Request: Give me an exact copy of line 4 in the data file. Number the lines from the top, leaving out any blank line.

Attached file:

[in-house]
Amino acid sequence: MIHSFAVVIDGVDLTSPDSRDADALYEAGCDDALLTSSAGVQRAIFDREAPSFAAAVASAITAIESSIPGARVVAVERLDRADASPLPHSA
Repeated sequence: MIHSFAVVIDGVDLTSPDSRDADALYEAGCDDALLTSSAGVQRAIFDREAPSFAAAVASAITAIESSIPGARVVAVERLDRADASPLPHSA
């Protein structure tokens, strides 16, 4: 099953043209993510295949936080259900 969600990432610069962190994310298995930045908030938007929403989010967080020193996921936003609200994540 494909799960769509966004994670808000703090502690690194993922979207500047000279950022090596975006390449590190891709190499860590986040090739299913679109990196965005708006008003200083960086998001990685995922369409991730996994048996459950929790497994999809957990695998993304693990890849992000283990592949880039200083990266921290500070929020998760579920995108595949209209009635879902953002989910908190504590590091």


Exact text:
């Protein structure tokens, strides 16, 4: 099953043209993510295949936080259900 969600990432610069962190994310298995930045908030938007929403989010967080020193996921936003609200994540 494909799960769509966004994670808000703090502690690194993922979207500047000279950022090596975006390449590190891709190499860590986040090739299913679109990196965005708006008003200083960086998001990685995922369409991730996994048996459950929790497994999809957990695998993304693990890849992000283990592949880039200083990266921290500070929020998760579920995108595949209209009635879902953002989910908190504590590091």